Community Planning: Methods
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E-voting makes it possible to get instant and accurate feedback on people's views during a meeting or workshop event, or from dispersed locations. It can be useful at many stages in the planning process, particularly when statistical evidence is required of people's preferences. Emerging technologies make e-voting (including ‘instant polling or audience response systems’) easier and more affordable than ever before.

E-voting can be used at events with any number of participants or with a virtual audience.

Participants are asked to respond to questions, where simple choices are required, using a handheld device. This can be a purpose made keypad, a tablet or smart phone, or even a simple mobile phone as long as it has texting capability.

Specially designed and readily available software analyses the results and makes them available instantly to the organisers and participants.

The results are used to inform the next stages in the process, for instance providing the basis for discussion in small or large groups.
Photocredits
Orton Family Foundation, USA
Supplies

Fingers on buzzers
Meeting participants vote and can see how everyone else has voted moments later.

Group learning

Supplies
Handheld polling devices and resource information, but also pads and pens in case of technical breakdown.


Tips
  • Use professional consultants or technically competent volunteers to run e-voting during an event.

  • Start with a few fun questions to get people used to voting. Older and less tech-savvy participants may need help learning to use the technology, so be patient and allow time for this.

  • Always have a back-up plan. Even if you test the system, technology can fail. Be prepared to entertain the group while someone troubleshoots, or to abandon the technology altogether and use a different method.

  • The quality of the results will depend on the quality of the questions. Write and revise questions carefully and be sure to try them out with a test group before a live event.

  • Choose an e-voting system that best fits your needs or mix and match them to reach a wider audience.
Costs
    Main costs: Administration; consultants; equipment and software. Keypad polling can be expensive and purchasing a system is not an option for most organizations. Renting or loaning may be possible. Cell phone voting is significantly cheaper.
Common E-voting systems
    Cell phone voting
    Participants use their own cell phones to send text messages with their votes. Votes are recorded and displayed on a website or through PowerPoint. Web-based software offerings range in price and features. Cell phone voting can be used to collect responses from dispersed locations or over extended time periods or during events. It can be used to collect numeric votes, text responses, or audio clips.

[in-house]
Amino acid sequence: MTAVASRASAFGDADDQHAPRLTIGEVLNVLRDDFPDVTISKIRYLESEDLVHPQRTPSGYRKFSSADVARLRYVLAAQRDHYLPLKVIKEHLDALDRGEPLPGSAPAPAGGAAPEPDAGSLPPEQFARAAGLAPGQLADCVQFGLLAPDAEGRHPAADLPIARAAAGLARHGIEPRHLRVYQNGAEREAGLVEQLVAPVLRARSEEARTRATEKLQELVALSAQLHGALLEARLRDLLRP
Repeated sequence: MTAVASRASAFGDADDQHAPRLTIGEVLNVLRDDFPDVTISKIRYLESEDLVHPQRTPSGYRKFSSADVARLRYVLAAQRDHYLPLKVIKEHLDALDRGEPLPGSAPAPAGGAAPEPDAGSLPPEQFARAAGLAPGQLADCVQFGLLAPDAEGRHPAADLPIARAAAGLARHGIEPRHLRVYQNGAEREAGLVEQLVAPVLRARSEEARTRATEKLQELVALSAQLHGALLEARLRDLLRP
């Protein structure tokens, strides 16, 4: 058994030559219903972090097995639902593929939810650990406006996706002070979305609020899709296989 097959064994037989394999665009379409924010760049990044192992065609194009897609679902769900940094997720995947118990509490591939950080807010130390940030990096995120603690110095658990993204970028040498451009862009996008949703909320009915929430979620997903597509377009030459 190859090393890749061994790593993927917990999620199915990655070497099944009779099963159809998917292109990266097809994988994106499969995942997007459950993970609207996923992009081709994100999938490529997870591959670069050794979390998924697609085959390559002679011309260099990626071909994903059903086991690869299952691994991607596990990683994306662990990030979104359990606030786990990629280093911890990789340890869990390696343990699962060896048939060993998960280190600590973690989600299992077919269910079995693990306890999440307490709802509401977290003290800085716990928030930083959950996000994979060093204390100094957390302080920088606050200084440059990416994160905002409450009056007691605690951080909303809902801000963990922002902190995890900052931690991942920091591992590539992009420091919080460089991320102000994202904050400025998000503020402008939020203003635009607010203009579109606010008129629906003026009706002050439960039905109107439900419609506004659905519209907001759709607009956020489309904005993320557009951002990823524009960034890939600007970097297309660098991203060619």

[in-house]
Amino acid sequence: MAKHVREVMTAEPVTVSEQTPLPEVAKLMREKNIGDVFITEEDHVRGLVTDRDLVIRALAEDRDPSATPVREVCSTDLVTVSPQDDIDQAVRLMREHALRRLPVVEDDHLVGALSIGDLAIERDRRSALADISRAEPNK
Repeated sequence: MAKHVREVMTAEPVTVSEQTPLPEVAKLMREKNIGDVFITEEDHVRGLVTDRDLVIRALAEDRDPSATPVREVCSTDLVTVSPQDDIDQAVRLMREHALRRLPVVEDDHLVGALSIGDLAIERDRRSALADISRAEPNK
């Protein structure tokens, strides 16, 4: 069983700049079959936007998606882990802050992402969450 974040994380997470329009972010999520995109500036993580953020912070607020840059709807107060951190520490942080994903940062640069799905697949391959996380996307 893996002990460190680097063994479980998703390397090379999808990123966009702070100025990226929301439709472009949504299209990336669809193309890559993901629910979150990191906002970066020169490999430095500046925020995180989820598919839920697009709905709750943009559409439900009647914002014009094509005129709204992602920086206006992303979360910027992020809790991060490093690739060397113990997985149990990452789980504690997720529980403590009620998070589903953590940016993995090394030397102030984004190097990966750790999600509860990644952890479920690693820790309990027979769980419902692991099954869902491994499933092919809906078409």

Keypad polling
    Participants use small, handheld keypads that send votes to a central receiver. Results can be displayed through PowerPoint with special software. Running a keypad polling event takes some technical expertise and a hefty budget, but itís easy to process many questions quickly. Keypads can be used to vote on a variety of question types, but answer choices are limited to numeric responses numbered 0-9.

    Web-based voting
    Participants use a range of devices including laptop or desktop computers and smart phones to register votes over an Internet connection. Votes are recorded and displayed on a website or through PowerPoint. Web-based software offerings can collect responses from dispersed locations or over extended time periods, as well as events, and can accept a wide range of response types. A number of simple, free platforms exist to try out web polls. Some platforms can process quite complex questions.
Sample powerpoint slides showing polling results

How long have you lived here

In which parish

Sample questions
Sample keypad polling slides, prepared in PowerPoint, allow users to gather information on demographics, location, opinions, and many other topics. Cell phone and web-based voting are more difficult for users, but offer more flexibility in question types.
Some Platforms and Tool Providers:
Inspiration
    "The same few voices often dominate public meetings, but e-voting ensures that you hear from everyone in the room."

Rebecca Sanborn Stone, Senior Associate, Communications, The Orton Family Foundation, 2011

prioritising

Group learning
E-voting can be useful in workshops for sharing information between groups.

Table laid

Table laid
A keypad for each participant.

Photocredits
Orton Family Foundation, USA

BCC
Thanks: Provided by Rebecca Sanborn Stone, Senior Associate, Communications, The Orton Family Foundation.
This page funded by the Building Community Consortium.









Last updated on: 26 September 2011